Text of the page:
Finally, if the unpaid tax is franchise tax, the Comptroller will commence proceedings to forfeit the taxpayer’s right to transact business in Texas.[10] Thus, the Richmont Aviation solution is not perfect.

The District Court Decision in EVO.  The dispute began after EVO sought a taxability ruling and the Comptroller’s Tax Policy Division determined that EVO’s wellbore video inspections constituted the taxable sale of tangible personal property rather than the nontaxable sale of an information service.  EVO filed a protest payment lawsuit on two representative transactions, but the Comptroller returned the protest payments because EVO did not file tax returns and did not report tax on all similar transactions.  After various pleas to the jurisdiction and pleading amendments, the parties ultimately agreed to proceed solely on an injunction lawsuit without a bond being posted.  The district court held a bench trial and ruled for EVO on the merits.  The Comptroller filed a notice of appeal and then withdrew the notice so that the district court judgment is now final.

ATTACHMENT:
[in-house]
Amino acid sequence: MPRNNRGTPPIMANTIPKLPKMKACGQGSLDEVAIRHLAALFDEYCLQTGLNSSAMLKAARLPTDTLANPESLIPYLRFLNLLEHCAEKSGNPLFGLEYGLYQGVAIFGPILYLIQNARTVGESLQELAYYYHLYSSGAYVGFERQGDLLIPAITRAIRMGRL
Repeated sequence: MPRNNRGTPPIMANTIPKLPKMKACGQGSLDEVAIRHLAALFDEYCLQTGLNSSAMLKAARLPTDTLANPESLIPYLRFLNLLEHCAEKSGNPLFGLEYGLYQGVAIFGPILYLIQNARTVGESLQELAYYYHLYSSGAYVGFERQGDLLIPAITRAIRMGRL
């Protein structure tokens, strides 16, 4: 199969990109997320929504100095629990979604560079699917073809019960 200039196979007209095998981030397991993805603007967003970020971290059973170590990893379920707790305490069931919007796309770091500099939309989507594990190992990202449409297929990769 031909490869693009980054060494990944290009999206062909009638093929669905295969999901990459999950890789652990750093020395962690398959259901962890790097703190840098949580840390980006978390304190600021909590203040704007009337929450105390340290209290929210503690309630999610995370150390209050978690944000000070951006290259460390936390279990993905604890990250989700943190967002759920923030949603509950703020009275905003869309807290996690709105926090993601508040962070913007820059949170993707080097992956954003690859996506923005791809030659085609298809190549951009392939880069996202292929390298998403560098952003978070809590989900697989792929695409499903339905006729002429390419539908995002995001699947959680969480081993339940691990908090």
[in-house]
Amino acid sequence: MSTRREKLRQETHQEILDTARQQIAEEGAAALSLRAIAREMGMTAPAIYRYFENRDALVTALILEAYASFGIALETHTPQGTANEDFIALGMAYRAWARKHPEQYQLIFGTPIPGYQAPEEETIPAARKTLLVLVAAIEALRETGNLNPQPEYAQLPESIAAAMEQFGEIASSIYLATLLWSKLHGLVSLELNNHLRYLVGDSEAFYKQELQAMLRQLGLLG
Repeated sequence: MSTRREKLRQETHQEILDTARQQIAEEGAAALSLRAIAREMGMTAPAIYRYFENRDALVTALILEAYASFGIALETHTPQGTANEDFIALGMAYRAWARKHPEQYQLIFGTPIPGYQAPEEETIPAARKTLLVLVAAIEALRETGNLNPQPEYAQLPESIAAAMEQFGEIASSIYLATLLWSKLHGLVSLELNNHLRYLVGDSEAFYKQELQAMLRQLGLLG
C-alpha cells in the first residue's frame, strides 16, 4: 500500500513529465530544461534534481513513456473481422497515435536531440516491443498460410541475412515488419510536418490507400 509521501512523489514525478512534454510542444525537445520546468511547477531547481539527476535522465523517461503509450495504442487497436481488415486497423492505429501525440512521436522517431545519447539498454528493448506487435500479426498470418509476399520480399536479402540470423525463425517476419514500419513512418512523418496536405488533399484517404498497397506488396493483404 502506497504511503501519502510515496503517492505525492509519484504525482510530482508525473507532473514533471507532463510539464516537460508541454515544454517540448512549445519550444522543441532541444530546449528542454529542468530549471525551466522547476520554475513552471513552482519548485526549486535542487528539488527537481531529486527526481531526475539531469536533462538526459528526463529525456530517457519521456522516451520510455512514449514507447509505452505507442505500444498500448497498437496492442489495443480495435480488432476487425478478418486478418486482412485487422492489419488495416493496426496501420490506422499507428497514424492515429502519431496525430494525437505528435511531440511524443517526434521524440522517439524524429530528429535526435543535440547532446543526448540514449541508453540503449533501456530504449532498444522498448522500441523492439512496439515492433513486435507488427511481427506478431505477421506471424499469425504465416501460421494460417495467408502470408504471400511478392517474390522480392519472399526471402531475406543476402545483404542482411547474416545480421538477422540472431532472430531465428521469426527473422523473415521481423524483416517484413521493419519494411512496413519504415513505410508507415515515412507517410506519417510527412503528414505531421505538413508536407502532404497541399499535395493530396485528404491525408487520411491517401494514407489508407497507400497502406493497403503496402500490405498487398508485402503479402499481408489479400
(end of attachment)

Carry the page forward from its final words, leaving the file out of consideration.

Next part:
Commentary on EVO.  The EVO decision established that it is possible to obtain a judicial declaratory ruling on taxability without paying the disputed tax.  This outcome was particularly important to EVO because its competitors were not charging sales tax on similar products.  If EVO had followed the informal advice of the Comptroller’s Tax Policy Division and started charging sales tax, EVO would have been at a competitive disadvantage.  Under the Tax Code as written, EVO’s only remedy would have been to charge and remit the tax, request an administrative refund hearing, and then file a refund lawsuit, during which time it would have been losing business to competitors.